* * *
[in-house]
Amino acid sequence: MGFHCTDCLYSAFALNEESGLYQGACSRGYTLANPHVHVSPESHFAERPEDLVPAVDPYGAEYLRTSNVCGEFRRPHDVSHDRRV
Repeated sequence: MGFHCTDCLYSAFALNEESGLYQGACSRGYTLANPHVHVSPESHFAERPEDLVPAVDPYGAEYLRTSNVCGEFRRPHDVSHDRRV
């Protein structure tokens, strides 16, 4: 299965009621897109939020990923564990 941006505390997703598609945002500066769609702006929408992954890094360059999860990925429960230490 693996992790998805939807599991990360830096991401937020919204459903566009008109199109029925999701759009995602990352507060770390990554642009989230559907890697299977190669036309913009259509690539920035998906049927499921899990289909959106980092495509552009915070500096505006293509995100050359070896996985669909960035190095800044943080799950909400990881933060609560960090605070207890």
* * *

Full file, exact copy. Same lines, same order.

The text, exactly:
[in-house]
Amino acid sequence: MGFHCTDCLYSAFALNEESGLYQGACSRGYTLANPHVHVSPESHFAERPEDLVPAVDPYGAEYLRTSNVCGEFRRPHDVSHDRRV
Repeated sequence: MGFHCTDCLYSAFALNEESGLYQGACSRGYTLANPHVHVSPESHFAERPEDLVPAVDPYGAEYLRTSNVCGEFRRPHDVSHDRRV
């Protein structure tokens, strides 16, 4: 299965009621897109939020990923564990 941006505390997703598609945002500066769609702006929408992954890094360059999860990925429960230490 693996992790998805939807599991990360830096991401937020919204459903566009008109199109029925999701759009995602990352507060770390990554642009989230559907890697299977190669036309913009259509690539920035998906049927499921899990289909959106980092495509552009915070500096505006293509995100050359070896996985669909960035190095800044943080799950909400990881933060609560960090605070207890």